Skip to main content

Tonnes of toxic waste discovered at diesel laundering plant

Press Release   •   Dec 05, 2013 14:54 GMT

Almost 30 tonnes of toxic waste have been recovered after the discovery of a diesel laundering plant in South Armagh by HM Revenue and Customs (HMRC) yesterday (Wednesday).

Officers from HMRC, the Northern Ireland Environment Agency (NIEA) and the Police Service of Northern Ireland (PSNI) discovered the laundering plant, capable of producing 7.2 million litres of illicit fuel a year and evading £4.7 million in taxes and duty, hidden in an industrial unit at a private address in Meigh.

John Whiting, Assistant Director, Criminal Investigation, HMRC, said:

“The toxic waste uncovered during this operation poses a real threat to the environment and costs thousands of pounds to dispose of. As taxpayers and local ratepayers, not only are we missing out on the stolen tax that ends up the pockets of the criminals, we are paying these clean-up and disposal costs.

“Buying illicit fuel funds crime and supports and encourages these dangerous activities within our communities. The only winners are the criminals. I would urge anyone with information on fuel misuse in their area to contact our free telephone hotline on 0800 59 5000 and contribute to the fight against this criminality.”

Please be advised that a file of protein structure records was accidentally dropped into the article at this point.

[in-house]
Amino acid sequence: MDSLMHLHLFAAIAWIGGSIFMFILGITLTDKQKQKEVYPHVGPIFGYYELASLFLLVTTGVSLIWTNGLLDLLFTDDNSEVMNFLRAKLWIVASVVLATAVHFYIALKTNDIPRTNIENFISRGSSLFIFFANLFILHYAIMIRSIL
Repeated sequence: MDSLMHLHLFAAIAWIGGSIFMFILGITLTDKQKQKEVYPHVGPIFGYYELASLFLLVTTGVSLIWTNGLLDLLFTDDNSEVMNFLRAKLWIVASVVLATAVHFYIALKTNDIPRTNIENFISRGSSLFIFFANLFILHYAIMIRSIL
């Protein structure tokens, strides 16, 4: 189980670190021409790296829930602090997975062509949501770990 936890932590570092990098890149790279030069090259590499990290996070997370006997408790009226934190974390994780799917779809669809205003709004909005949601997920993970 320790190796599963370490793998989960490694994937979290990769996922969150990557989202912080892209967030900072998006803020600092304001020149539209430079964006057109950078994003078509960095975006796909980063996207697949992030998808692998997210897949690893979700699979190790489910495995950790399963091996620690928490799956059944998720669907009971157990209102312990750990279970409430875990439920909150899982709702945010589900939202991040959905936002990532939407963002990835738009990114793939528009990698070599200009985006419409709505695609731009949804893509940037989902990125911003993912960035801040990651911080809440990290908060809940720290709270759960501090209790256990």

Pumps and equipment were removed during the operation and investigations are continuing.

Notes for editors

1.  Diesel laundering waste is often dumped in the countryside or next to roads. Typically the waste is dumped in agricultural areas or forests, chosen for their remoteness.

2.  Laundered fuel is red (or green) diesel, which has been filtered through chemicals or acids to remove the Government marker. The chemicals and acids remain in the fuel and damage fuel pumps in diesel cars.

3.  Photographs of the laundering plant are available on HMRC’s Flickr channel www.flickr.com/photos/hmrcgovuk/

4.  Follow HMRC on Twitter at @hmrcgovuk

Issued by HM Revenue & Customs Press Office

HM Revenue & Customs (HMRC) is the UK’s tax authority.

HMRC is responsible for making sure that the money is available to fund the UK’s public services and for helping families and individuals with targeted financial support.